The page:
The greatest women in motor racing

To celebrate International Women’s Day, which has the theme of breaking the bias, we’re looking at those women who compete in a sport more famously known for its male competitors.

The history of motor racing has a long history of famous drivers, dating back to the start of the sport in the late 1800s. From the likes of Enzo Ferrari and Sir Sterling Moss to modern racers like Michael Schumacher, Lewis Hamilton, and Sébastien Loeb, many men have been applauded for their skills behind the wheel, but what about the women, who while racing on the same tracks in similar vehicles, haven’t received the same level of fame.

To help break that bias, we’re celebrating the famous female racing drivers who have pushed the pedal to the metal throughout the history of motorsport.

#1 Hellé Nice

Hellé Nice, born Mariette Hélène Delangle in 1900, did it all – on and off the track. She was a French model, dancer, skier, and an incredible pioneer of pre-war women’s motor racing.

Loving the thrill of high-speed racing, Nice performed at racing events and the annual fair in Paris as well as women-only championships in her late 20s.

She was given the chance to mix with the men in 1931 when she drove a Bugatti Type 35C in several minor Grands Prix events including the Monza Grand Prix.

Loved by fans across the world, Nice earned hundreds of thousands of pounds in race fees and endorsements across her career.

#2 Louise Smith

Known in the US as the ‘first lady of racing’, Louise Smith was one of the first women to race in the top level of NASCAR back in 1949.

Two years earlier, bored of just watching the racing, Smith had entered her family’s own Ford coupe into the race, but it wasn’t quite the start to her motor racing career she’d hoped for. She rolled the car and photos of the wreckage soon spread around her town.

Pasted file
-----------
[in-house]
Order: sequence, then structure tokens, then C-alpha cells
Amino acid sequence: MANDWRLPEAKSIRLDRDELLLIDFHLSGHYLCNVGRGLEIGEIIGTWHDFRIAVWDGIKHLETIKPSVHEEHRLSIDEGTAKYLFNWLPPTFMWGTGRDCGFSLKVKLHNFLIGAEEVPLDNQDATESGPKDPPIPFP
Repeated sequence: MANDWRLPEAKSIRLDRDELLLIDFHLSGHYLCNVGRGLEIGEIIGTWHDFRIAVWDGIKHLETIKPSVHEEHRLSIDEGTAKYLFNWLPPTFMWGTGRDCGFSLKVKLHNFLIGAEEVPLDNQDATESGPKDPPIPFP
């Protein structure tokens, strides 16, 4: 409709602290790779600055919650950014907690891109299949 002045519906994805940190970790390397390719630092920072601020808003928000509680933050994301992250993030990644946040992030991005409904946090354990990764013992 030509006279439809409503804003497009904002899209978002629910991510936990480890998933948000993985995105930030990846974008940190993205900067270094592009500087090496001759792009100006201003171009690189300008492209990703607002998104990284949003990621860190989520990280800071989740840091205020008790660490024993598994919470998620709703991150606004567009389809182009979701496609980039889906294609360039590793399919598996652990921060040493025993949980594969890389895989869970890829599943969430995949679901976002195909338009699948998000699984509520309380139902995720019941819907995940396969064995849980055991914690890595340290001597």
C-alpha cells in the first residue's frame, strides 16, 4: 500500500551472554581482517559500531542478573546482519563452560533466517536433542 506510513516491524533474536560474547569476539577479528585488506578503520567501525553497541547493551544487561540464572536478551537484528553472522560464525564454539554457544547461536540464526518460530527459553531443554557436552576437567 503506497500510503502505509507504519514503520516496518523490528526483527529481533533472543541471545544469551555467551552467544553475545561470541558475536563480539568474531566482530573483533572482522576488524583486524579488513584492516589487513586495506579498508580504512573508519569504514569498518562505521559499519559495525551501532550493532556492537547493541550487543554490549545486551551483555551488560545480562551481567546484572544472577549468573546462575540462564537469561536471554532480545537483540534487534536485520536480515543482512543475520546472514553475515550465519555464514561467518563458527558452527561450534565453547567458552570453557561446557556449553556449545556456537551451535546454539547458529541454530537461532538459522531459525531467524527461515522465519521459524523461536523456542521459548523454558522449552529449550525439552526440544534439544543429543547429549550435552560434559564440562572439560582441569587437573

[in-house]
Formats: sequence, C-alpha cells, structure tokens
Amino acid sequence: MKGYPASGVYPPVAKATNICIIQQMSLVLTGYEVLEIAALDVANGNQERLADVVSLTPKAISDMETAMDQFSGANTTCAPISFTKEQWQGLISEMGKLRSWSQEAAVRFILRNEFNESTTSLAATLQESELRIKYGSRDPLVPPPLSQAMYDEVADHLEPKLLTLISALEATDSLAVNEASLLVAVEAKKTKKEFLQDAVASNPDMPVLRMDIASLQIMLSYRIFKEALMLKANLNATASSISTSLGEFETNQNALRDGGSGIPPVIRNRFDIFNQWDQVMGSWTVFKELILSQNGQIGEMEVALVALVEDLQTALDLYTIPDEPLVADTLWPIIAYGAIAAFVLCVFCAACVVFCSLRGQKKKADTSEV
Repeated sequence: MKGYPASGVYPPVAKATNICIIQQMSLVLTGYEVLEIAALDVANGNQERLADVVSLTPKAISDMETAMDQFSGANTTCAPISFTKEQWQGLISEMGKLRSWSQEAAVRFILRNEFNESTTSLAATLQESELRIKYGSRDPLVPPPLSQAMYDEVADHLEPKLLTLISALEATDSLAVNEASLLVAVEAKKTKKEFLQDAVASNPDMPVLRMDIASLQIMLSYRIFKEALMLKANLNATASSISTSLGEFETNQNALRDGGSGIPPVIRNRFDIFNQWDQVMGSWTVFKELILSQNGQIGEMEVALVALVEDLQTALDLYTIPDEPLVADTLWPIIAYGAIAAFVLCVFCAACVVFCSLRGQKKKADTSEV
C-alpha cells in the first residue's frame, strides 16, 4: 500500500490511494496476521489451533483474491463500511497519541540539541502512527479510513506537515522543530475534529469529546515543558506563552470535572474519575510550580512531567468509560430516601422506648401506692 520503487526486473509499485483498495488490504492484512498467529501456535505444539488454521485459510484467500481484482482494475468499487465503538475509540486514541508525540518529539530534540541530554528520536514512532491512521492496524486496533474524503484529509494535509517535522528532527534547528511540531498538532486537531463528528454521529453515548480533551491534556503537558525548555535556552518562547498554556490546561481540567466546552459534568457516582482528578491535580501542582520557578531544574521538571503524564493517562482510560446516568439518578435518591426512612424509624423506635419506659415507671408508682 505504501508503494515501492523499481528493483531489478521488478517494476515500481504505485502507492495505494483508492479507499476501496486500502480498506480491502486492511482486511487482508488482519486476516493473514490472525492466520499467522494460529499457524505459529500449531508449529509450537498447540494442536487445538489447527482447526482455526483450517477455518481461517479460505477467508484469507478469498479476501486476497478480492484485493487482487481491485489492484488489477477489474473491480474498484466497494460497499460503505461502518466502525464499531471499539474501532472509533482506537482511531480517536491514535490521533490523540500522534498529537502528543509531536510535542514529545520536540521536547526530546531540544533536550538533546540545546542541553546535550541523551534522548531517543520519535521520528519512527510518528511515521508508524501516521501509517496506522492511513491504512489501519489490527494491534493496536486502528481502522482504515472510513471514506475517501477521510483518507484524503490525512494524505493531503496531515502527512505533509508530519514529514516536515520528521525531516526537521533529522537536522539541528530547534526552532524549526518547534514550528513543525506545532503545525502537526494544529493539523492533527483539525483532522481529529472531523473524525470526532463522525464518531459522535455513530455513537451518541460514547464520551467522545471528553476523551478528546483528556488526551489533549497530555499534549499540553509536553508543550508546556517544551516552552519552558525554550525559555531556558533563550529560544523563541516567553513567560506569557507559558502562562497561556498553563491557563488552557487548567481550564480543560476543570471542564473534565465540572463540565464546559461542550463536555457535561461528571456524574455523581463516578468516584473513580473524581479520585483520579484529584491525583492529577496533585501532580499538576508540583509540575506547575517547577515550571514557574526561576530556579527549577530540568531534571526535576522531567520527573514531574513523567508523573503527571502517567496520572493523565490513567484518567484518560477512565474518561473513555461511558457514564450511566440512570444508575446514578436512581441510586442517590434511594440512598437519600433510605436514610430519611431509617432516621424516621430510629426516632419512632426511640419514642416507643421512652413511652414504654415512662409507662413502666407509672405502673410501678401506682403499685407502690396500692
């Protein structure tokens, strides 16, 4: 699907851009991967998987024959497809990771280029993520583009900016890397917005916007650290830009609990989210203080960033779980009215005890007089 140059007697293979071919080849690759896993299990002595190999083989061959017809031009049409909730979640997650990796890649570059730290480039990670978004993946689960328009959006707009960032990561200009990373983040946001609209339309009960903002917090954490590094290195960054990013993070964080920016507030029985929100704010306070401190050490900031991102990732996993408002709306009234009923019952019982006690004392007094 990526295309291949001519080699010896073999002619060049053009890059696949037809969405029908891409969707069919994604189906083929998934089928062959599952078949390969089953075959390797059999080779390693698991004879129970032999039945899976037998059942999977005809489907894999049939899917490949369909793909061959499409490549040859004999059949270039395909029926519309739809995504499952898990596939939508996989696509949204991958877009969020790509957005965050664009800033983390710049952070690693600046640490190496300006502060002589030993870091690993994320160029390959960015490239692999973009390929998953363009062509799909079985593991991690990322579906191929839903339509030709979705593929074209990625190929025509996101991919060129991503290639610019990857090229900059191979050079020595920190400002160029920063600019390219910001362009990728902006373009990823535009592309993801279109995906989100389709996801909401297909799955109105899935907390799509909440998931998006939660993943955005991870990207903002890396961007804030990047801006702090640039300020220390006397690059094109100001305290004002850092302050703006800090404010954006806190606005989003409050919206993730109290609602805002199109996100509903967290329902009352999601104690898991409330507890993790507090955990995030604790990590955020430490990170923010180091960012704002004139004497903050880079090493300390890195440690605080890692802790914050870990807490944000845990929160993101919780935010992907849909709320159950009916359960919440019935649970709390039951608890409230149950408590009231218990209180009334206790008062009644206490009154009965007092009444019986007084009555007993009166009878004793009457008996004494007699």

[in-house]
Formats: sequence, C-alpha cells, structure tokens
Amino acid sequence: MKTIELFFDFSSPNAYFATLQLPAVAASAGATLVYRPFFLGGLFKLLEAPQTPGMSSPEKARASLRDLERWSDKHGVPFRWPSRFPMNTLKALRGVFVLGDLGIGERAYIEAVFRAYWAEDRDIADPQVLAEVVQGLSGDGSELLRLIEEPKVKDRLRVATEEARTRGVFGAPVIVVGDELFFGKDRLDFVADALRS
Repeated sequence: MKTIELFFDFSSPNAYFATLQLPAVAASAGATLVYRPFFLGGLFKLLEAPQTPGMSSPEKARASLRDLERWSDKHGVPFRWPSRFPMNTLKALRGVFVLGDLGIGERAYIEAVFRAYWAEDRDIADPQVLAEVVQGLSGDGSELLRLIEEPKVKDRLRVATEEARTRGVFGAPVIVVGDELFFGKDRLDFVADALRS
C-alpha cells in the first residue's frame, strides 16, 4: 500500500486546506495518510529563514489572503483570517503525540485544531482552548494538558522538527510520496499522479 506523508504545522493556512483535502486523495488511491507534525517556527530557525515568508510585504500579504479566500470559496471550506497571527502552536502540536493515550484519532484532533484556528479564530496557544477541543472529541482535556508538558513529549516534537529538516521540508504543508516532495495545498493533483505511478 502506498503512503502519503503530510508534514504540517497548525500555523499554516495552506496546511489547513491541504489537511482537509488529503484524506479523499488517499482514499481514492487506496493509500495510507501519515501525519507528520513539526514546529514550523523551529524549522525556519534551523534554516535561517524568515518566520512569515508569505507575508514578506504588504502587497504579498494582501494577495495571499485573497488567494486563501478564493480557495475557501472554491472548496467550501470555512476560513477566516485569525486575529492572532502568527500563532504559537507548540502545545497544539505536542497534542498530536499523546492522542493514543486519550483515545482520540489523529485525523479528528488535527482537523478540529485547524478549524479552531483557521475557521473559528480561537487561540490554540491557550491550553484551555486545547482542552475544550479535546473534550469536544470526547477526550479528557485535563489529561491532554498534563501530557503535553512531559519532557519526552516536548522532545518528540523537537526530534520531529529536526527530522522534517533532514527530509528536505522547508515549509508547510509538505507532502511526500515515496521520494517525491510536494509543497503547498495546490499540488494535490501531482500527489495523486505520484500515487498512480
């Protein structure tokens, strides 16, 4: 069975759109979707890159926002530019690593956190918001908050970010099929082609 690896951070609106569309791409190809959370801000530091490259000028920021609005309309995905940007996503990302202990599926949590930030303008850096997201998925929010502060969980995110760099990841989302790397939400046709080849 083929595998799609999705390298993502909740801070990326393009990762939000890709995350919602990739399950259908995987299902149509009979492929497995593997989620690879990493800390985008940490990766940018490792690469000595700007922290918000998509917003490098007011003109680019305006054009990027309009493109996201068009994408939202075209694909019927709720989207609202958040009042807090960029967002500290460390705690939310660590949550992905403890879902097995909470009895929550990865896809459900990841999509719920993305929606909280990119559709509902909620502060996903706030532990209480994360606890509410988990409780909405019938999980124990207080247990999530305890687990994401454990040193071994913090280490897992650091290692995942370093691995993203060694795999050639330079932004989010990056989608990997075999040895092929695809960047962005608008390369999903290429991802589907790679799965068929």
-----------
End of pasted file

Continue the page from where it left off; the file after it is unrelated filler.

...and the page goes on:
Despite this initial setback, she went on to race and promote NASCAR racing and won 38 races in her career, and became the first woman to be inducted into the International Motorsports Hall of Fame in 1999.

#3 Michèle Mouton

Michèle Mouton is arguably the greatest female driver of all time. Starting her rally career in 1974, by 1977 she was already competing at the top of European and World Rally.

Mouton won four WRC events during her 12 years of rally racing, becoming the first and only woman to win an event. She also won the German Rally Championship as the first female driver to win a major championship in rallying.

Since her retirement, Mouton has been lauded as motorsport’s most successful ever female driver and in 2011 she received France’s highest order of merit, a Knight of the Légion d’honneur.

#4 Lella Lombardi

When it comes to Formula 1 as we know it today, Lella Lombardi is the most successful female racer in the history of the sport.

Starting out in 1974, Lombardi became the first female driver in almost twenty years to successfully qualify for a Grand Prix and a year later became the first and only female driver to finish in the top six and score points in an F1 race.

After three years in F1, Lombardi went on to have a successful stint in sports car racing, becoming the first female racing driver to qualify and compete at the Race of Champions and winning two endurance races. Plus she finished 9th in the 1976 24 hours of Le Mans.

#5 Danica Patrick

For most modern racing fans, Danica Patrick is the go-to name for female racers. Holding her own against her male counterparts, Patrick was a mainstay of the US racing scene for over a decade.

In 2008 she became the first and only woman to win an IndyCar series by winning the Japan 300. A year later she claimed a podium place in the world-famous Indianapolis 500.

In 2010 Patrick switched motorsports to compete in the NASCAR series. During her time in NASCAR, Patrick finished 4th in the Las Vegas Motor Speedway and 10th overall in the 2012 season.

Retiring in 2018, Patrick has been an inspiration for young female drivers in the US and across the world.

For more information on how you can support and get involved in International Women’s Day 2022, visit the IWD website here.

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